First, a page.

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 An update about Maalim - A tiny black rhino - 2/17/2009
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Miniature “Maalim”, our tiny newborn rhino who arrived in the Nursery on the l9th December 2008, having been orphaned when his rhino mother abandoned him within the Ngulia Rhino Sanctuary in Tsavo West National Park is now 2 months old.   Upon arrival, this miniature calf, whom we believe was probably born prematurely, weighed in at only 25 kilos, whereas two other newborns reared by Daphne Sheldrick in the past were 35 and 40 kilos respectively and twice the height of our latest rhino arrival.   He stood all of 8 inches tall, the size of a newborn warthog piglet!

Maalim, so named after his Ranger rescuer, now weighs 30 kilos and has almost doubled his height.   Despite being so young and new, there is nothing immature about his rhino instincts and personality.   He has a definite mind of his own; huffs and puffs and charges the warthog piglets, whom he views as intruders to his domain, and who are twice his size.   He knows his daily routine absolutely, which involves walking with his Keeper around the area of the Trust Headquarters, visiting other rhino dungpiles, and is firmly attached to his sleeping mattress, which probably reminds him of the comfort within his mother’s womb which he had to abandon ahead of time.   Just one whiff of the magic mattress attracts him like a magnet!   Immediately he hurries to it, smells it carefully and instantly flops ready to fall fast asleep, closing his eyes and even taking priority over his bottle of milk.   Usually he has to be woken up again a short while later, and removed from the mattress to take his milk!   When overcome by drowsiness during his daytime strolls, the mattress has to be brought to him before he will lie down and take a nap!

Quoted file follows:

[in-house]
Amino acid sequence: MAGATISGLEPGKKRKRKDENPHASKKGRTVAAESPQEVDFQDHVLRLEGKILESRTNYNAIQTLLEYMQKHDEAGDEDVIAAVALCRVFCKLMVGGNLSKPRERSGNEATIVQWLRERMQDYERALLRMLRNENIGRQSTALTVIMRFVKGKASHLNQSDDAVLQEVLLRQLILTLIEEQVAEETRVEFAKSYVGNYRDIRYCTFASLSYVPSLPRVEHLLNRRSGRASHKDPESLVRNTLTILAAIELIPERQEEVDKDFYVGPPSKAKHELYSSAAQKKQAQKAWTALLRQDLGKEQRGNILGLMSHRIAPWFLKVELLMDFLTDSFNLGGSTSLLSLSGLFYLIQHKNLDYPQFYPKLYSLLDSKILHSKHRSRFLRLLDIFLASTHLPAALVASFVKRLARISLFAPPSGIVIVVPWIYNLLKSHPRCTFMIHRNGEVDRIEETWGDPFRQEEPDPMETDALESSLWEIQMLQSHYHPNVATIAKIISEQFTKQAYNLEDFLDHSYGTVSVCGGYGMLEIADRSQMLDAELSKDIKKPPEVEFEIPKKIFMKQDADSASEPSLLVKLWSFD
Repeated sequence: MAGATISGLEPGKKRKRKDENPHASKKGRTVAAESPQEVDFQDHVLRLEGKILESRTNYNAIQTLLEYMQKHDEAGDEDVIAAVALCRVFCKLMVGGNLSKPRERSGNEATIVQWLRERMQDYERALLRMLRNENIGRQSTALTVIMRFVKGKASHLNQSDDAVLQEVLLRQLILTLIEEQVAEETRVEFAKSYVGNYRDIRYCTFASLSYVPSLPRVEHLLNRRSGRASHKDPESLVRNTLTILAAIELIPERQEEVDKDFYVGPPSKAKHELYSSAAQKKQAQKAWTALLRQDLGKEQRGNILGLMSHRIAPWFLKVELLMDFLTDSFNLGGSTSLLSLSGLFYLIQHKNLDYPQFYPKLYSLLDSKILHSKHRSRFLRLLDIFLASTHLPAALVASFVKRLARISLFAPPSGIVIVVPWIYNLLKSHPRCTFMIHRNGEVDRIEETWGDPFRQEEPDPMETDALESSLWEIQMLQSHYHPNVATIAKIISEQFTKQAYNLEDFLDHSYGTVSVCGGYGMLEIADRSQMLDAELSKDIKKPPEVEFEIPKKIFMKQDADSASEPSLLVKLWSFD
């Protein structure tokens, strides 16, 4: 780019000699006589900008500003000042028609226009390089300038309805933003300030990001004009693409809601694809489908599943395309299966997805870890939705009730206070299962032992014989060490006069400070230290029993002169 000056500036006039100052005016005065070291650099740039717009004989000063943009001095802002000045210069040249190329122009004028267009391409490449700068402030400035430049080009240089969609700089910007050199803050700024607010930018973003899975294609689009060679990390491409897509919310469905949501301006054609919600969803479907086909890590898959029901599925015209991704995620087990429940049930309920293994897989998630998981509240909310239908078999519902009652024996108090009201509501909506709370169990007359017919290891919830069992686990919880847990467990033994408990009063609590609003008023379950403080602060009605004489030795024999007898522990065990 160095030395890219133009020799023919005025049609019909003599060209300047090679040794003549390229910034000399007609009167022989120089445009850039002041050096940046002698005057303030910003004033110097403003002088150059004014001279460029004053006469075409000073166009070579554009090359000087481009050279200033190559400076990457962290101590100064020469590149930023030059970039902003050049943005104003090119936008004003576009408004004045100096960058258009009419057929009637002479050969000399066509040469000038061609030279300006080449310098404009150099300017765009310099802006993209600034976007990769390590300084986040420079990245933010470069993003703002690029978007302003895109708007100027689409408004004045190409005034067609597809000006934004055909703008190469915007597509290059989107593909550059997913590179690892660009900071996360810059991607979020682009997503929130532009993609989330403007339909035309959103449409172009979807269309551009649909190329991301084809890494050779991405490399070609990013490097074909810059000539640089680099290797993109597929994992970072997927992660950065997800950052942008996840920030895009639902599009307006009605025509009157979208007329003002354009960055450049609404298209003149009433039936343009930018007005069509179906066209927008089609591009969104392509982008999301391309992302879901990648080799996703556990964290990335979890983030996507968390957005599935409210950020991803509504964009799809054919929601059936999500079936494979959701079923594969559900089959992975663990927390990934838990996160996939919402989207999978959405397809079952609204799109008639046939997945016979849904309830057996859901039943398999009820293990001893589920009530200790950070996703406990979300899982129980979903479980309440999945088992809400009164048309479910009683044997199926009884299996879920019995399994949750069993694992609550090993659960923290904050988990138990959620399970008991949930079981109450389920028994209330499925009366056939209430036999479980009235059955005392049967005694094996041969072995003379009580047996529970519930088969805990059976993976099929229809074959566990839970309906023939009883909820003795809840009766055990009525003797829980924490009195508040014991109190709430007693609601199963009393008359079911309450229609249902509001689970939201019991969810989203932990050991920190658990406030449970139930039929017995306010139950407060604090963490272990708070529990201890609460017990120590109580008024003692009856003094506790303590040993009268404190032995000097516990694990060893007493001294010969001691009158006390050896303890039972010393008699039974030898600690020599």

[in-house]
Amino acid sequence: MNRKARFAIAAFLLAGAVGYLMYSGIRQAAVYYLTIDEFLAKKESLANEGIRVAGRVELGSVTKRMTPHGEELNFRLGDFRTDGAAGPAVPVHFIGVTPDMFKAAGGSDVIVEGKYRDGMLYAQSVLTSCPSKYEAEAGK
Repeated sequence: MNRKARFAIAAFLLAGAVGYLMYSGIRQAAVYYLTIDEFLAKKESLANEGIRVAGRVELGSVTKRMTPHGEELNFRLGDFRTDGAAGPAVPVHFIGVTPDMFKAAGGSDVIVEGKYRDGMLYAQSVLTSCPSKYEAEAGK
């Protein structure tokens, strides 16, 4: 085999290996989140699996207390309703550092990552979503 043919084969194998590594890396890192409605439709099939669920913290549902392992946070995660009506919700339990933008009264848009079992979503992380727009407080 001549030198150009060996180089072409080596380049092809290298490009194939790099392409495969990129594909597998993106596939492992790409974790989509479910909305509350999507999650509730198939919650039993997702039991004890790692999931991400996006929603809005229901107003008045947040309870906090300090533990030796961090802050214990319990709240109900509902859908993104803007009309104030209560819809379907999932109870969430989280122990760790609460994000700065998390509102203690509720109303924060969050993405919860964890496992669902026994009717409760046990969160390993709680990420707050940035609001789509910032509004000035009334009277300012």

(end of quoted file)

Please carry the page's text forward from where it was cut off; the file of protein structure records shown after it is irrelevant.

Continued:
The mounting number of elephant orphans that have come into the Nairobi Nursery  of late (totaling to date l9 in all,)  has necessitated re-shuffling the night time accommodation of all Nursery inmates, including Maalim.   He had to be moved to a corner of a stable whose partition had to be moved to enlarge the space opposite in order to accommodate three, instead of two, elephant orphans.   Normally, this kind of disruption would be a Big Deal for a rhino, who is by nature fiercely territorial and very much a creature of habit, but insofar as Maalim is concerned, as long as the precious mattress is there, he is a “Happy Camper”.   That said, much to everyone’s surprise, and despite the mattress, he did notice the absence of his night time companion  Keeper during the first night in his new quarters, and began to cry with the mewing “wanting” vocalization of rhinos.   Immediately, this absence was corrected, because any psychological stress to a newborn of any species, and particularly one that has already lost its mother, is exceedingly counterproductive to wellbeing and progress.

Maalim comes to “wow” the noon Open Hour visiting public after the elephant orphans have left just before closing time at noon.   En route intriguing scent trails of other rhinos  Shida included prove a compulsive disruption to his progress to the visitor venue, and then he has to be lifted up and physically carried in order to strut his stuff!   And so, despite his diminutive size, rhino Maalim is, indeed, quite a character and an example of the strong innate instincts of his ancient species.  






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